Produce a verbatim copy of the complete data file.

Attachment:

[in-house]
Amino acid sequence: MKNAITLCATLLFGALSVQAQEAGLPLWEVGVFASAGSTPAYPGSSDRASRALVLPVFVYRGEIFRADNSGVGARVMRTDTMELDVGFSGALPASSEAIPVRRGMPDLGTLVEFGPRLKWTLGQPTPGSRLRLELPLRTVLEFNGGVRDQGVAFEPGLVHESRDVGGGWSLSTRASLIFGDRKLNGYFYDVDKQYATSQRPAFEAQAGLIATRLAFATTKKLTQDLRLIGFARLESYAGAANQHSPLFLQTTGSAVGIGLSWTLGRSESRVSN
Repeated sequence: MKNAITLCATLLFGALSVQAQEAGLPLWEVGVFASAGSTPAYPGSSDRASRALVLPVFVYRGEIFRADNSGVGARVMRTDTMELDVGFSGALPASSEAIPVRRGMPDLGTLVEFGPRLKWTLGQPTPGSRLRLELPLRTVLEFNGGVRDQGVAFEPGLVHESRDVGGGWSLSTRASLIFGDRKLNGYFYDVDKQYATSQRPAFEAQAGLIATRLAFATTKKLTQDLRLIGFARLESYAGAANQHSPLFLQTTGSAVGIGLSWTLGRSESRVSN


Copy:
[in-house]
Amino acid sequence: MKNAITLCATLLFGALSVQAQEAGLPLWEVGVFASAGSTPAYPGSSDRASRALVLPVFVYRGEIFRADNSGVGARVMRTDTMELDVGFSGALPASSEAIPVRRGMPDLGTLVEFGPRLKWTLGQPTPGSRLRLELPLRTVLEFNGGVRDQGVAFEPGLVHESRDVGGGWSLSTRASLIFGDRKLNGYFYDVDKQYATSQRPAFEAQAGLIATRLAFATTKKLTQDLRLIGFARLESYAGAANQHSPLFLQTTGSAVGIGLSWTLGRSESRVSN
Repeated sequence: MKNAITLCATLLFGALSVQAQEAGLPLWEVGVFASAGSTPAYPGSSDRASRALVLPVFVYRGEIFRADNSGVGARVMRTDTMELDVGFSGALPASSEAIPVRRGMPDLGTLVEFGPRLKWTLGQPTPGSRLRLELPLRTVLEFNGGVRDQGVAFEPGLVHESRDVGGGWSLSTRASLIFGDRKLNGYFYDVDKQYATSQRPAFEAQAGLIATRLAFATTKKLTQDLRLIGFARLESYAGAANQHSPLFLQTTGSAVGIGLSWTLGRSESRVSN